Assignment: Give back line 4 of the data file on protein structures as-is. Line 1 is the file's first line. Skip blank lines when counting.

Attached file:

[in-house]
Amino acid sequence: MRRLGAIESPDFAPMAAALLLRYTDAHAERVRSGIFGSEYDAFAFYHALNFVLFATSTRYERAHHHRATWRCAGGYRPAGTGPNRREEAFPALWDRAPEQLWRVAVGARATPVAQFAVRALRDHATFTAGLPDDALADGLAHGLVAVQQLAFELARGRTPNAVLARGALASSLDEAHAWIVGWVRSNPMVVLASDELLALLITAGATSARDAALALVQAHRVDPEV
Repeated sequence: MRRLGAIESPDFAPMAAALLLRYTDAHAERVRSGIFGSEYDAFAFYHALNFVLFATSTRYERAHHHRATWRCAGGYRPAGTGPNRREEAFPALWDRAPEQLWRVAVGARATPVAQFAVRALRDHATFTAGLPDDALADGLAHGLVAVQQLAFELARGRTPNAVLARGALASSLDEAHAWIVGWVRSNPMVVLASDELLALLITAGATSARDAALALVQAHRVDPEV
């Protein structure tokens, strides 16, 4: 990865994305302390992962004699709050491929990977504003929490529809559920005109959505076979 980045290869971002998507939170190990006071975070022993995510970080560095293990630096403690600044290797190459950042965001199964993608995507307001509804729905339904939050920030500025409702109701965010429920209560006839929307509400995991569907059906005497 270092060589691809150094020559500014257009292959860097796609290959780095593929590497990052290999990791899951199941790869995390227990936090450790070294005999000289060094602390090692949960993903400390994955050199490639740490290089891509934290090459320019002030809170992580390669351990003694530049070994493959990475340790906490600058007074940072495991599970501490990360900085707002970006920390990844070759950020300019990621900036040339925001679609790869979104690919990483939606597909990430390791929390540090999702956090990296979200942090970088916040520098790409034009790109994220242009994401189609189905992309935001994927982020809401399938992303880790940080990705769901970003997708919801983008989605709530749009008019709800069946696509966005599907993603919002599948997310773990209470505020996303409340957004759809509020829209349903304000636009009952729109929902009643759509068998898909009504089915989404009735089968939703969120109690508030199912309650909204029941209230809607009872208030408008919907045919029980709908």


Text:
């Protein structure tokens, strides 16, 4: 990865994305302390992962004699709050491929990977504003929490529809559920005109959505076979 980045290869971002998507939170190990006071975070022993995510970080560095293990630096403690600044290797190459950042965001199964993608995507307001509804729905339904939050920030500025409702109701965010429920209560006839929307509400995991569907059906005497 270092060589691809150094020559500014257009292959860097796609290959780095593929590497990052290999990791899951199941790869995390227990936090450790070294005999000289060094602390090692949960993903400390994955050199490639740490290089891509934290090459320019002030809170992580390669351990003694530049070994493959990475340790906490600058007074940072495991599970501490990360900085707002970006920390990844070759950020300019990621900036040339925001679609790869979104690919990483939606597909990430390791929390540090999702956090990296979200942090970088916040520098790409034009790109994220242009994401189609189905992309935001994927982020809401399938992303880790940080990705769901970003997708919801983008989605709530749009008019709800069946696509966005599907993603919002599948997310773990209470505020996303409340957004759809509020829209349903304000636009009952729109929902009643759509068998898909009504089915989404009735089968939703969120109690508030199912309650909204029941209230809607009872208030408008919907045919029980709908």